According to Bernal: ". . . we saw the whole building which is very large and four stories high; the walls are square and very thick, about 2 yards through, of the aforementioned white clay; and although these pagans have burned it a number of times, one sees the 4 stories with good rooms, apartments, and windows curiously plastered inside and out so that the walls are smooth and mortered [plastered?]  with a reddish mud; the doors likewise. Just outside are 11 somewhat smaller houses made in the same curous way as the 'casa grande' and its stories. It is also clear that there was a very numerous population and they lived in a community, and over a large area is seen much painted and broken pottery; likewise a main canal is visible of 10 yards in width and 4 in depth, with very thick earthen banks, which extends up to the house through the plain; and while we were in the house 3 gentiles came, chiefs of a rancheria on the river, and with great love they embraced our father Kino . . ."
And Manje: "One of the houses was a large building four stories high with the main room in the center, with walls two varas of width made of strong argamasa y barro and so smooth inside that they looked like brushed wood and so polished that they shone like Puebla earthenware . . . The walls are 36 paces in length and 21 in width. Good architecture is apparent from the foundations up ... At a distance of an arcabuz shot are seen 12 more houses partly caved in. They have thick walls, and the roofs are burnt with the exception of one lower room which is built with smooth round beamsapparently cedar or juniper. On top of these are otates and over these a heavy coating of argamasa and hard clay has been placed. This room has a high ceiling of very interesting construction. All around there is evidence of many other ruins and high mounds for a stretch of two leagues . . . There is a main canal that flows from the river over the plain, encircling and leaving the town in the center. It is three leagues in circumference, 10 varas wide and four varas deep . . ." (Karns 1953:85-86). Kino, on this same trip, is more conservative in his estimate of the canal dimensions, giving them as 3 varas in depth, and 6 or 7 in widthalthough he doesn't hesitate to say this canal is wider than "the causeway of Guadalupe at Mexico." (Bolton 1948: 172).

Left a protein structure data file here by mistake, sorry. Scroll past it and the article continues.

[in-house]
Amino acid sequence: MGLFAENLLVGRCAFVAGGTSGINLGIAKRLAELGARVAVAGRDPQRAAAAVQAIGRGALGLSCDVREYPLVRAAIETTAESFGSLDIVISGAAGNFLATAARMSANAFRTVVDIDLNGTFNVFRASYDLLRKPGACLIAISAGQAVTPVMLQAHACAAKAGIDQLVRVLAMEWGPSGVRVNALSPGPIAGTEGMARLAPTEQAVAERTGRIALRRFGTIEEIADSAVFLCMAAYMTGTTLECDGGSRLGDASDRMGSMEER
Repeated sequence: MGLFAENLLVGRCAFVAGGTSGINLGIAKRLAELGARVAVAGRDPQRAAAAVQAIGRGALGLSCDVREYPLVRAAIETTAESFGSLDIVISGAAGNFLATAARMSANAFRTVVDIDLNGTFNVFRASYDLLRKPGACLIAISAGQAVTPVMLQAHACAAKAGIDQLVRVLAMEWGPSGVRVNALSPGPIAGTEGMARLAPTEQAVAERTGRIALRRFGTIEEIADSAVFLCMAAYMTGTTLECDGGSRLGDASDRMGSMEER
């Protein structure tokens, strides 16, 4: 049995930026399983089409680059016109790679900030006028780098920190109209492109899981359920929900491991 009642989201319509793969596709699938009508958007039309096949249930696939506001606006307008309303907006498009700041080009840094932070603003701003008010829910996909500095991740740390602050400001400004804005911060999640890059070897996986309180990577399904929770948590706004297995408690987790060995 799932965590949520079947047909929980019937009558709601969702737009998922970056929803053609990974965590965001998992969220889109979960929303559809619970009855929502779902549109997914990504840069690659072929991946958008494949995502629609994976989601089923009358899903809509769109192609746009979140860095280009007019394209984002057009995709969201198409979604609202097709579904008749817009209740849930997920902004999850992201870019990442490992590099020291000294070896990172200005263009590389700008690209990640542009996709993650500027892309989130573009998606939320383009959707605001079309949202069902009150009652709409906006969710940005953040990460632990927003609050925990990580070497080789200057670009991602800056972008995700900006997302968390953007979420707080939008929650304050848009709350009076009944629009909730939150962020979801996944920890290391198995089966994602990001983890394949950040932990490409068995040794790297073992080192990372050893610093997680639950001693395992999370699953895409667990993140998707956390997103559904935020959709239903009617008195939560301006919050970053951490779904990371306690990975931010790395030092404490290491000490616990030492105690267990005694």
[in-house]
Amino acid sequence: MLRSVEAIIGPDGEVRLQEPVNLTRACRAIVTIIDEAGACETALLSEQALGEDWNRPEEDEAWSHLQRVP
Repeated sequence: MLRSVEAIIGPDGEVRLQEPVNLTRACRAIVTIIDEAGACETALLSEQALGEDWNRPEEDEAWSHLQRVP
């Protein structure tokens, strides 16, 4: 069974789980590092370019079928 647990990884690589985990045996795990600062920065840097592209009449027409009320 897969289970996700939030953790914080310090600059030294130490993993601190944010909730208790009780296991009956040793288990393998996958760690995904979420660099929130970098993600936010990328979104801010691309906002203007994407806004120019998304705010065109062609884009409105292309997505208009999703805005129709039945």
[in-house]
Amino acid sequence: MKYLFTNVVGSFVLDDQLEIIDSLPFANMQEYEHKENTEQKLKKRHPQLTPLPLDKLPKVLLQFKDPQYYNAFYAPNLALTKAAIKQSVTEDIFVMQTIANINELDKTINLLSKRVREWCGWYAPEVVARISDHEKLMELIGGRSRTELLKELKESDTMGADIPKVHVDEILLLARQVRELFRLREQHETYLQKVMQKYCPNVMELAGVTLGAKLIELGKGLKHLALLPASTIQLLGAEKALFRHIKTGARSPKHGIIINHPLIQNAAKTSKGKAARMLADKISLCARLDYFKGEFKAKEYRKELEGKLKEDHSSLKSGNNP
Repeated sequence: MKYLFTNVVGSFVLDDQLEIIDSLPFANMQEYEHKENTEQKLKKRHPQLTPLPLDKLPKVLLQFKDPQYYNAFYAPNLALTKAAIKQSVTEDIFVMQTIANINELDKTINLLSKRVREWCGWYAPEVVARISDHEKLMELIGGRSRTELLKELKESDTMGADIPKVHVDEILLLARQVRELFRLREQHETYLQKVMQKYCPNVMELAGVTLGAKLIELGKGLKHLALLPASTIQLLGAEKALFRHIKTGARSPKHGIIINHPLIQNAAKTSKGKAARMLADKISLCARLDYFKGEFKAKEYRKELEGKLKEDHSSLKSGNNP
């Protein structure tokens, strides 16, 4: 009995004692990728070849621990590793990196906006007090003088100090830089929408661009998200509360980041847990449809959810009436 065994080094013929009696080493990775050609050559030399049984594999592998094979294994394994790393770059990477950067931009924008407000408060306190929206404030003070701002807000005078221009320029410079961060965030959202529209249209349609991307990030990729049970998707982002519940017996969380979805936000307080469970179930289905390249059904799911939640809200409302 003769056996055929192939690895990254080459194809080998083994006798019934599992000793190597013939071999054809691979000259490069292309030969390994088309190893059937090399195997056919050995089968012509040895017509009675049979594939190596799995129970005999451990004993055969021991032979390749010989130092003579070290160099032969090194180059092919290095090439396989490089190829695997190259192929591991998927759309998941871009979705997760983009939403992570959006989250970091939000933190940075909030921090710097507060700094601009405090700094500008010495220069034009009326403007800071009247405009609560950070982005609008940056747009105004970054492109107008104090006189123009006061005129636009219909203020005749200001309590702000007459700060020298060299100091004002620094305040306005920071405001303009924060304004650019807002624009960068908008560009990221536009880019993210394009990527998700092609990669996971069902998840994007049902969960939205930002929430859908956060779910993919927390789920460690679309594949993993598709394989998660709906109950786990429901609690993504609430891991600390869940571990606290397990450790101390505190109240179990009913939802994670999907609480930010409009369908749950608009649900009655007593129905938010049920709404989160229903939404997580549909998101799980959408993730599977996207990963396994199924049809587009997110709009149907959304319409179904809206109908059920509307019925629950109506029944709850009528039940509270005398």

Eighty-two years after the "discovery" of the Casa Grande the first non-Indian colonists crossed the deserts of southern Arizona, led by Lt. Col. Juan Bautista de Anza, and attended by Franciscan Friars Pedro Font, Francisco Garces, and Tomas Eixarch. The prospective California settlers and their military escort had assembled at the Presidio of Tubac and the mission of Tumacacori; the expedition was to end at the Presidio of Monterey, having established the fact that men, women, and children could be safely taken overland from Mexico to California. On October 30, 1775 the group of some 240 persons reached the Gila River in the vicinity of the Casa Grande; a day's rest was ordered by the commander. Font and Garces were among those taking advantage of this opportunity to see the celebrated ruin. Father Garces' diary refers to the journal of Padre Font for a description of the Casa Grande.
Font relates on Tuesday, October 31 (Coues 1900: 93-95), "I said mass, which some heathen Gila Indians heard with very quiet behavior. Determined the senor commandante today to rest the people from the long journey of yesterday, and with this we had an opportunity of going to examine the Casa Grande, that they call Moctezuma, situated at one league from the river Gila, and distant from the place of the laguna [Camani, where they had camped] some 3 leagues to the east-southeast; to the which we went after mass,  and returned after midday, accompanied by some Indians, and by the Governor of Uturituc,..." [Observations on the latitude and longitude of the ruin were made, and a plan of the principal buildings was drawn. Much of Font's account concerns his idea of the true history of the ruin, and an Indian legend of its origin; some of his objective observations on the Casa Grande follow S.V.V.] "We made an exact inspection of the edifice, and of its situation, and we measured it with a lance for the nonce, which measurement I reduced afterward to geometrical feet, and a little more or less it is the following: The Casa is an oblong square and perfectly to the four cardinal winds, east, west, north, and south, and roundabout are some ruins, which indicate some inclosure or wall, which surrounded the house and other buildings, particularly at the corners, where it seems there was some structure like an interior castle, or watch-tower, for in the corner which falls on the southwest there is a piece of groundwork with its divisions and an elevation . . . The woodwork was of pine, apparently, and the sierra most near, which has pines, is distant some twenty and five leagues; and also has some mesquite . . . There comes from the river, and from quite afar, an acequia very large with which was supplied with water the population, and it is now very blind [cegada, i. e., indistinct]."
Last Updated: 02-Nov-2009